Journal of International Business Research and Marketing
Volume 4, Issue 1, November 2018, Pages 41-54
Socioeconomic Impacts of Climate Extremes on American’s Poverty-Related Human Needs (A New Approach by Nonprofits)
1 Farhan Ali, 2 Muhammad Hassaan
1 The Center for Economic Research (CER), Shandong University Jinan, Shandong China
2 Shandong University Shandong, China
Abstract: Climate extremes have a crucial role in altering poverty-related human needs as well as trust level in governments and nonprofit organizations. To investigate socioeconomic impacts of climate extremes on poverty-related human needs this article uses reliable and objective data collected by the U.S. Salvation Army of assistance provided to the extreme poor Americans. The study reaches to the results that precipitation extremes are more crucial than temperature extremes. Extreme low precipitation and its continuity (drought), contrasting to extremely high precipitation, statistically significantly contribute to enhancing poverty-related human needs of western Americans in particular and reducing/increasing their trust level in governments/nonprofits. Furthermore, considering seasonality during summer and winter (July-December but October exclusive) poverty-related human needs elevation indicate lower trust level in government and elevated trust level in nonprofit. In December ever the highest assistance level by the Salvation Army to the needy Americans shown by maximum HNI score during Jan-2004 to Dec. 2016 uncover the higher poverty-related needs and the lower level of trust in government. Temperature extremes remain insignificant determining trust level and human needs. Unemployed Americans have higher trust level in nonprofit organizations rather than the governments for emergency assistance during climatic extremes.
Keywords: Poverty-related Human needs, Human needs index (HNI), Climate extremes, the U.S. Salvation army
“From recent disasters … it has observed that the poor are much more likely to be negatively affected than their non-poor counterparts. As consequences of insufficient construction, dwellings of poor people are predominantly susceptible; and once affected have not enough savings to deal with the emergencies” (Nicaragua 2001).
Weather extremes (temperature & precipitation extremes) and extreme events (continuity of temperature & precipitation extremes) are projected by the scientists to happen in future with increased frequency and severity leading to exacerbate the challenges of poor households living in remote areas. According to EM-DAT database (2015) extreme weather events pushed more than 4 billion homeless and injured individuals into emergency assistance needs worldwide during the last two decades (1995-2015). Floods, drought and extreme temperature jointly affected more than 3.5 billion people around the world during the same period. The United States accounted for one of the highest amounts of weather-related attributing too great diverse landmass and population concentration.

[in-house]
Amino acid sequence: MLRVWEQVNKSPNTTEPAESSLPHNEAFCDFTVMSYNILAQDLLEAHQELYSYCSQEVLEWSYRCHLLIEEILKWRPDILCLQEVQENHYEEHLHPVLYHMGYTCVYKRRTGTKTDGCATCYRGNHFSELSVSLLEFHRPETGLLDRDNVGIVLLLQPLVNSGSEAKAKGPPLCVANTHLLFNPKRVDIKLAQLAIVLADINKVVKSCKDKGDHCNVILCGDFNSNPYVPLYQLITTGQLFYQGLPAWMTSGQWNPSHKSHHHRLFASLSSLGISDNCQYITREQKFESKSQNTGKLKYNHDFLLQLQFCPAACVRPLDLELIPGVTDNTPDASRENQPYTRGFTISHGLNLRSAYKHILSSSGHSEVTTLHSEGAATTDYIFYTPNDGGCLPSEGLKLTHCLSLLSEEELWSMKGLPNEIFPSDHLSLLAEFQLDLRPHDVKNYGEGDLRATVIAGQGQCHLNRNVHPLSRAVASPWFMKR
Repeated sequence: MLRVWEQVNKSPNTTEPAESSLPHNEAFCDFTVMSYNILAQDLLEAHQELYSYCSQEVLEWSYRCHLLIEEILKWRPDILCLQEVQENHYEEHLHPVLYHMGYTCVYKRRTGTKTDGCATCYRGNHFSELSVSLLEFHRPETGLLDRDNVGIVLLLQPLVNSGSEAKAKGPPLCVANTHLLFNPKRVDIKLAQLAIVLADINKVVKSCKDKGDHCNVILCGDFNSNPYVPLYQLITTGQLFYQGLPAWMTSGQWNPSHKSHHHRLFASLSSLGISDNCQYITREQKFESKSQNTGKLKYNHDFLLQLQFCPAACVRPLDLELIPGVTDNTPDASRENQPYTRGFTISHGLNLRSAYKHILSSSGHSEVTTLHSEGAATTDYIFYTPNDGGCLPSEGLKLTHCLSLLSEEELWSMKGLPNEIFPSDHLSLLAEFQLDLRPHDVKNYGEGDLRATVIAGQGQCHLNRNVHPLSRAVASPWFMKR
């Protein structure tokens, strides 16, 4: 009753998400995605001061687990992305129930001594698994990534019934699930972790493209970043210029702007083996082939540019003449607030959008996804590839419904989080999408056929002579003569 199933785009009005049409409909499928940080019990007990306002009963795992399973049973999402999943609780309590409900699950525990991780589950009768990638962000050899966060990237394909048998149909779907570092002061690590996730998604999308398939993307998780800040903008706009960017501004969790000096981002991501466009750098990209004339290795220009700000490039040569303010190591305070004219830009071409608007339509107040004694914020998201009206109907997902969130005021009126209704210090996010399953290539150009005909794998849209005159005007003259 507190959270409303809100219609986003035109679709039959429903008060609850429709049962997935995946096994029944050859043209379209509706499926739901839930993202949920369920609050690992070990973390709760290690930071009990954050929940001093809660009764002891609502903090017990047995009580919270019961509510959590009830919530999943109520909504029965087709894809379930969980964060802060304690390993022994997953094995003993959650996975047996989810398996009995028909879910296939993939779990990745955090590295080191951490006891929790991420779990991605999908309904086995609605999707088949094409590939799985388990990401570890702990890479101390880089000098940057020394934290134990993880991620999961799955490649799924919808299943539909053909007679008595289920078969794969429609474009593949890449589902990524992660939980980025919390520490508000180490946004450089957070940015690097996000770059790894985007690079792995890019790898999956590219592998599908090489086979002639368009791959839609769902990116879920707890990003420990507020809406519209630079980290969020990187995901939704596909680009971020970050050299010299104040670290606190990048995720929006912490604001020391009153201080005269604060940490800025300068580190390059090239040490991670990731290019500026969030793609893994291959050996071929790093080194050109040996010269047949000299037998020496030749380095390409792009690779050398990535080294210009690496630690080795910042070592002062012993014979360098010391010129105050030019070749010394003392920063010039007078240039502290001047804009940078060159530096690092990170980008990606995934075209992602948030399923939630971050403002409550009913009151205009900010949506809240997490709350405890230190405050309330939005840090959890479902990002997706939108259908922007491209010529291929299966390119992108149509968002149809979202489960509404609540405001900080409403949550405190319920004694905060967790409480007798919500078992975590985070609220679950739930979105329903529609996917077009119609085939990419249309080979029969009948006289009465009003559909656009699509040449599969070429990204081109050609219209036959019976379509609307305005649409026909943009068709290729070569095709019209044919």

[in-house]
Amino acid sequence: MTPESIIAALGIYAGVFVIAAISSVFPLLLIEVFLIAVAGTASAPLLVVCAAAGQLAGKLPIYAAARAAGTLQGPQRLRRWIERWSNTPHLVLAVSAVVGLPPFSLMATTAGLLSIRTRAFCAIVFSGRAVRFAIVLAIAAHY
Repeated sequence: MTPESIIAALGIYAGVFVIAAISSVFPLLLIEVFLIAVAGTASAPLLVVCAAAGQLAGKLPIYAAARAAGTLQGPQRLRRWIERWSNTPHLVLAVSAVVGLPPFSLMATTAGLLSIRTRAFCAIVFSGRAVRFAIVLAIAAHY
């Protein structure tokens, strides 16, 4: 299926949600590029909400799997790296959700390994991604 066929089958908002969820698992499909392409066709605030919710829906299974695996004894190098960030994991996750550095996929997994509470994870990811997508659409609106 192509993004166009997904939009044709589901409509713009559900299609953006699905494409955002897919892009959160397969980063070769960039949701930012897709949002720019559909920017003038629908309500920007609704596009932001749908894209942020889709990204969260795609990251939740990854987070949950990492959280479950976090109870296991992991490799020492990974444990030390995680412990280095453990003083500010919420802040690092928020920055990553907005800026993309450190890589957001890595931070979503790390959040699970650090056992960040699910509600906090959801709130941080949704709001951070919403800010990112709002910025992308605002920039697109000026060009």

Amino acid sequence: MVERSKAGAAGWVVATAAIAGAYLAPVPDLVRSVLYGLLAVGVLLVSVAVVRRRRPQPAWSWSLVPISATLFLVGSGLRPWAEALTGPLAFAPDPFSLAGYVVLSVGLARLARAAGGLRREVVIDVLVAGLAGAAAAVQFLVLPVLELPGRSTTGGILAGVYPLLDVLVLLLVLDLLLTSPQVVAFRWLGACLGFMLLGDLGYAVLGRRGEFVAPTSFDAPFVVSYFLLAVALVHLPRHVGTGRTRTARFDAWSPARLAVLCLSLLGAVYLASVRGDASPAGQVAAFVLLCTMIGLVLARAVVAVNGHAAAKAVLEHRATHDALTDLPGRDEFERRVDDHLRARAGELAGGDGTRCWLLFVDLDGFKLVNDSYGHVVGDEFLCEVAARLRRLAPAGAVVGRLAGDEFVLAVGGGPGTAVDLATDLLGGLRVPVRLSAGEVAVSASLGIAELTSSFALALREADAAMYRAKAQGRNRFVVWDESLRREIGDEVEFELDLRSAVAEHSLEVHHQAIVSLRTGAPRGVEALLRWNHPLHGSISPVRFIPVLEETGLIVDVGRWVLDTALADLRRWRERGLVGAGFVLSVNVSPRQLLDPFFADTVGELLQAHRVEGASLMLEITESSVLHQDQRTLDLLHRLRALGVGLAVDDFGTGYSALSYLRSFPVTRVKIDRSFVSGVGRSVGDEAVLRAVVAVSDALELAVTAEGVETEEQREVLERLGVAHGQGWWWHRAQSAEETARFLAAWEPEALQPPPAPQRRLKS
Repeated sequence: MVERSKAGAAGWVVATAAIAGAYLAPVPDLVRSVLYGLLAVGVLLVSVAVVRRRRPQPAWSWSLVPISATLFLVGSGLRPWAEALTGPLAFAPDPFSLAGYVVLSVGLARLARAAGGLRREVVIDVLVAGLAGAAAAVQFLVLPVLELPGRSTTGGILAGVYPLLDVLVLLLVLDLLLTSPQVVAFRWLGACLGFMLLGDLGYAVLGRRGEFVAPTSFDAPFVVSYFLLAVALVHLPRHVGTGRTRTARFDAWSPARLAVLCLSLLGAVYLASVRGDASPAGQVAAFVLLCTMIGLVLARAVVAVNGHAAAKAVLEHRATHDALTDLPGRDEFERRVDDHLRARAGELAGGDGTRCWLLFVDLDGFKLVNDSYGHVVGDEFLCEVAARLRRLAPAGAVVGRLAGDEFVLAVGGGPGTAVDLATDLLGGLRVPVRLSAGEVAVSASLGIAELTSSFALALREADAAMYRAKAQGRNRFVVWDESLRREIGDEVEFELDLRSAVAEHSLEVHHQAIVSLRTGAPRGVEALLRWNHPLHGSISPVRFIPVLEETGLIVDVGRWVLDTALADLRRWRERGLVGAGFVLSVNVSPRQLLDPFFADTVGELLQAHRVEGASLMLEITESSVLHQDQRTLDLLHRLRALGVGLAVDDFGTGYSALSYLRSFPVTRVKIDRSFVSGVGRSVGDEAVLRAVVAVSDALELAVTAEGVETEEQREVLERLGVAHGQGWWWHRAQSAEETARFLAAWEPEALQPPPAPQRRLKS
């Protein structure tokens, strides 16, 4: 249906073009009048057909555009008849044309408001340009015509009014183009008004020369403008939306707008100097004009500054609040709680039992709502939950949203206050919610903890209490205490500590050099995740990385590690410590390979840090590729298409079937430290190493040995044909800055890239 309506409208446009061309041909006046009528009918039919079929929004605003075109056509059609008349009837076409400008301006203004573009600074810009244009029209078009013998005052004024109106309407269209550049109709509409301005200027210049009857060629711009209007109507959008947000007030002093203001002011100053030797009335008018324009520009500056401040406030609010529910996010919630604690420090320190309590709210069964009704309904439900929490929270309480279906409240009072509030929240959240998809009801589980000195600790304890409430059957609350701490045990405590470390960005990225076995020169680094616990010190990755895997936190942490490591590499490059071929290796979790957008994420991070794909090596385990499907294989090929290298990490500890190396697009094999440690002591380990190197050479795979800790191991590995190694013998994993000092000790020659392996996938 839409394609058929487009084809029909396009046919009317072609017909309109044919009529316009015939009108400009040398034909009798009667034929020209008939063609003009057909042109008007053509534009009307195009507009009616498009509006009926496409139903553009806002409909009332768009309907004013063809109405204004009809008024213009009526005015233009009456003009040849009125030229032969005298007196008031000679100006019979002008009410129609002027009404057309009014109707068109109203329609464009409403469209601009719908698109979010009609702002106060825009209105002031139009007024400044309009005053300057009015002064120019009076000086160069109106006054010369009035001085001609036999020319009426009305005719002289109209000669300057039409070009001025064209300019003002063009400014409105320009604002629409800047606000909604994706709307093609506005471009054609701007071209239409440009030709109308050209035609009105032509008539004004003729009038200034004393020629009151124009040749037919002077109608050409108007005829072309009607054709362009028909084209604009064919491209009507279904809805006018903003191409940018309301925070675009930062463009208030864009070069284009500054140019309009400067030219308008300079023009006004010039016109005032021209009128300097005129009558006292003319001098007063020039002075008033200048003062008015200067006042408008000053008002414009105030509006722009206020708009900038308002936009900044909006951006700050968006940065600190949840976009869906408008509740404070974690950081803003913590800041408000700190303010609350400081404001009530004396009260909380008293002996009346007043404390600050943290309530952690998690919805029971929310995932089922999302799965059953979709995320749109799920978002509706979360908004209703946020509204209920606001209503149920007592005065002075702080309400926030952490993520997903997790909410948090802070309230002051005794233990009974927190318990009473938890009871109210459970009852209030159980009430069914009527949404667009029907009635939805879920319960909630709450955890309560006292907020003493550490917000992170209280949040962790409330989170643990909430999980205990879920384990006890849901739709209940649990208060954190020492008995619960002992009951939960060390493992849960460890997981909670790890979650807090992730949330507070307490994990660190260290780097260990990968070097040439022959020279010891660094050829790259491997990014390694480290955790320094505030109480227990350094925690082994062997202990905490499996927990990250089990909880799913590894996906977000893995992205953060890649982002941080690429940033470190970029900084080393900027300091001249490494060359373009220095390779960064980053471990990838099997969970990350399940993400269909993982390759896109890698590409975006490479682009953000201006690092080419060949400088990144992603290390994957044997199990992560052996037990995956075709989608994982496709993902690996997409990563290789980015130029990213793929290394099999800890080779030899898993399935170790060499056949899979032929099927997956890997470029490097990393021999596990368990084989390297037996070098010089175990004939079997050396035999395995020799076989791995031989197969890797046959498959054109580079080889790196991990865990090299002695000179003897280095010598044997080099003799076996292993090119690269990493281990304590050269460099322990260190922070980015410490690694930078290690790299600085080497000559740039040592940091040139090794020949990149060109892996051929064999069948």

Poor communities having a smaller amount of resources and less social relations may not well prepare to counter and recover from an extreme weather event. Greater remote (very rural) and concentrated population areas having socioeconomic inequalities are often expected to have more distressed exposure to weather extremes and events than non-remote areas. Governments are generally thought to be ill-prepared in remote (rural) areas in planning and responding to climate change-induced extreme climatic conditions. One of the largest nonprofit organization, the U.S. Salvation Army, notices the persistent poverty pockets as well as trust level of poor Americans in Government and nonprofits through Human Needs Index (HNI) (detailed description about HNI in Section3) which may not be noticeable from the traditional poverty measures particularly in greater remote and population concentrated areas of United States.
Table1: Average HNI scores (January-2004 to Dec. 2016) demonstrating the highest poverty-related human needs and the lowest level of trust in governments, in remote and higher population concentrated areas
|States||Region||Average HNI||Population density|
|California||West (Southwest)||1.34||251 persons/km2|
|Colorado||West (Southwest)||0.90||52.6 persons/km2|
|Michigan||Central (Midwest)||1.62||174.7 persons/km2|
|Nevada||West (Southwest)||3.19||26.3 persons/km2|
|Oregon||West (Northwest)||0.67||42 persons/km2|
|Utah||West (Southwest)||0.41||36.5 persons/km2|
|Washington||West (Northwest)||1.25||107.8 persons/km2|
HNI value starts from 0 (zero) meaning minimum human needs (i.e., emergency assistance).
Source: Author himself constructed using data from https://humanneedsindex.org/ and U.S. Census Bureau, population estimates and American Community Survey (ACS), https://www.census.gov/programs-surveys/decennial-census/data/datasets.2010.html.
Table2: Average HNI scores from (Jan-2004 to Dec-2016) demonstrating higher poverty-related human need and lower trust in governments in remote and lower population-concentrated areas
|States||Region||Average HNI||Population density|
|Idaho||West (Northwest)||0.75||20.0 persons/m2|
|Kansas||Great Plains||1.71||35.6 persons/m2|
|Lowa||Central (Midwest)||1.04||55.9 persons/m2|
|Minnesota||Central (Midwest)||1.24||69.0 persons/m2|
|Missouri||Central (Midwest)||0.77||88.3 persons/m2|
|Montana||West (Northwest)||0.77||7.10 persons/m2|
|Nebraska||Central (Midwest)||1.19||24.7 persons/m2|
|N. Mexico||West (Southwest)||0.81||17.2 persons/m2|
|N. Dakota||Central (Midwest)||1.35||11.0 persons/m2|
|Oklahoma||Central (Midwest)||0.86||57.0 persons/m2|